they are delicately and nicely executed, go a step further in my conclusions with. for all sorts of fineness and dexterity in out bringing in new and altogether differexecution afford pleasure to the mind in- ent elements from the existing world out. spired by the God-given instinct of delight side of my original point of view. ing in excellence; and in so far specially man may justly say that there may be a as the ornamental grows out of the struc- unity and congruity of ugly things, as in a ture and is not, as it were, stuck upon it; dunghill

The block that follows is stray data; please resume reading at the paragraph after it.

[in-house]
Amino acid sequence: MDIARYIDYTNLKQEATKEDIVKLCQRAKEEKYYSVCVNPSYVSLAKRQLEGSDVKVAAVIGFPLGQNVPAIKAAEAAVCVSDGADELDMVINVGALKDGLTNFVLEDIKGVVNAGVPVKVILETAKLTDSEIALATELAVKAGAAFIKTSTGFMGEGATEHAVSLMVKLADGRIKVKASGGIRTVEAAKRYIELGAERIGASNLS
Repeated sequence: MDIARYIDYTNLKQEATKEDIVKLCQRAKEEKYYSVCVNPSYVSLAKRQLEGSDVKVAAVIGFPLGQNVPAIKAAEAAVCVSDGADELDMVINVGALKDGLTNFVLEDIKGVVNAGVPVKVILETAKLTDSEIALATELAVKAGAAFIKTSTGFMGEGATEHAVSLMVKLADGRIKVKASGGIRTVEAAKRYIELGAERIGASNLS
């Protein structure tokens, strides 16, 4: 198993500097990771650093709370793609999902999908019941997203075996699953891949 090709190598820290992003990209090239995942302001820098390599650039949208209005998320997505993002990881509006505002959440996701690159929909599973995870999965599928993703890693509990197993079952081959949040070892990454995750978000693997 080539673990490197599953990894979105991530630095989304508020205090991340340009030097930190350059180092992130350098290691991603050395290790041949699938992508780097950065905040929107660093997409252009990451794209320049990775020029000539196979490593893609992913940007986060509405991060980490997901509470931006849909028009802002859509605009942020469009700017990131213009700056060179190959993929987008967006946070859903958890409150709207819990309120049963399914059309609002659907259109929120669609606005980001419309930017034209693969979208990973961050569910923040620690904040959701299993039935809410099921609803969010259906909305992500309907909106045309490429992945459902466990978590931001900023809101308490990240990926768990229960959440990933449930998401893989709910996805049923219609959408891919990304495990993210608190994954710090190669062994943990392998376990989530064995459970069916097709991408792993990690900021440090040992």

, or in a woman whose wryness of for all adventitious ornament is not only features perfectly harmonizes with the an untrue thing, in not being able to show baseness of her character. Well, then, as any natural reason for its presence, but it we have just been showing, to the law of destroys the feeling of unity, which we unity and congruity must be added the have already stated as primordial in all complete complement of things naturally artistic creations; for a genuine work of and essentially, and, by divine right, exart must always imitate the wisdom of cellent and noble; and it is precisely the the Creator in the compagination of that richness and variety of these additions miraculous structure, the human body, from without that confounds the untrained from which no member can be taken and judgment, and causes the lasty thinker to to which no member can be added, with despair of certainty in a science where the out destroying both the beauty and the principles that can be laid down are conserviceability of the whole. As a topping stantly interfered with by contrary claims. ornamentation of bridges, statues deserve But a very slight consideration will show particular mention; for, as the sphere of that the contraries in æsthetics are not expression in pure architecture is much contradictions. There is no contradice more confined than in the other fine arts, tion between the beauty of a rose and the that ornament is particularly fitting which beauty of a lily, between the gentle wimpadds the interest of heroic achievement ling of an English brook and the impetuto the charm of æsthetic delight. On the ous sweep of a Highland cascade, between bridge of the Main at Frankfort the statue the soft roseate glow of a cloudless Egypof Charlemagne is in its proper place. tian sunset and the variously flecked